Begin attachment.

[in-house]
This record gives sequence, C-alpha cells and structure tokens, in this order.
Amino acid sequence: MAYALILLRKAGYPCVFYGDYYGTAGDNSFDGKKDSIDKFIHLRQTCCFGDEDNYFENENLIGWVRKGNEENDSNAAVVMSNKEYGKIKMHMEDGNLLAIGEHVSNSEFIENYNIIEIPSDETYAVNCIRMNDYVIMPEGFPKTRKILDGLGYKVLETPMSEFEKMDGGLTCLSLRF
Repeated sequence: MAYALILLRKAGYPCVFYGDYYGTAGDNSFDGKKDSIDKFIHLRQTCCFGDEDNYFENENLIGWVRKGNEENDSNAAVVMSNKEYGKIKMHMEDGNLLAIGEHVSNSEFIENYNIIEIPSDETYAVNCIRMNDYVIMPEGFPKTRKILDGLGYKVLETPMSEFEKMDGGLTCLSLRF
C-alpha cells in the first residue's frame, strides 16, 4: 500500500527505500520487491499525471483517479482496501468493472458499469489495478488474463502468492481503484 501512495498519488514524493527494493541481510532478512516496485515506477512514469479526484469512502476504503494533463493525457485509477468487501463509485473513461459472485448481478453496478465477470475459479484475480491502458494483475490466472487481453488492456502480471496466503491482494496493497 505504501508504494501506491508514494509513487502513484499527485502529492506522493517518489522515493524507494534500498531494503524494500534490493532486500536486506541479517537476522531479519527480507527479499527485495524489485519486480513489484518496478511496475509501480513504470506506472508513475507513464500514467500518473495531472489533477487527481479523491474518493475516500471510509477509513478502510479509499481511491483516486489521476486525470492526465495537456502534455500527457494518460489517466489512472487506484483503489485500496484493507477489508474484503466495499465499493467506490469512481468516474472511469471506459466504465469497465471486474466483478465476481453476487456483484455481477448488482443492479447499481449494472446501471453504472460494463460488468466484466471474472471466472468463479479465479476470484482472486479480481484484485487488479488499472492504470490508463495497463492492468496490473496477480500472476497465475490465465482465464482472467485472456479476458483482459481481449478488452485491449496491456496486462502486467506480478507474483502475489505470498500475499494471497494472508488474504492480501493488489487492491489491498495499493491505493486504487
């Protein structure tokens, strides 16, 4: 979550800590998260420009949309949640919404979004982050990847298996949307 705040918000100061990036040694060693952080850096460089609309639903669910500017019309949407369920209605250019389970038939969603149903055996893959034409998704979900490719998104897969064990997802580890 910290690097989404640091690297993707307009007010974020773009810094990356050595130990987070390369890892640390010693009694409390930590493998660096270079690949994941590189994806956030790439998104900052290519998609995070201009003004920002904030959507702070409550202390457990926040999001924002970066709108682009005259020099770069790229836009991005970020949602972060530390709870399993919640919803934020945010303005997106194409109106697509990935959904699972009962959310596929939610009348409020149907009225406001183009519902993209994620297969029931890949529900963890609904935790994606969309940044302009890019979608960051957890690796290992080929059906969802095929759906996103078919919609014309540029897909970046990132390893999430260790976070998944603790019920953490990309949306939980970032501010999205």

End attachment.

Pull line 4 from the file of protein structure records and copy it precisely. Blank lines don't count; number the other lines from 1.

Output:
Repeated sequence: MAYALILLRKAGYPCVFYGDYYGTAGDNSFDGKKDSIDKFIHLRQTCCFGDEDNYFENENLIGWVRKGNEENDSNAAVVMSNKEYGKIKMHMEDGNLLAIGEHVSNSEFIENYNIIEIPSDETYAVNCIRMNDYVIMPEGFPKTRKILDGLGYKVLETPMSEFEKMDGGLTCLSLRF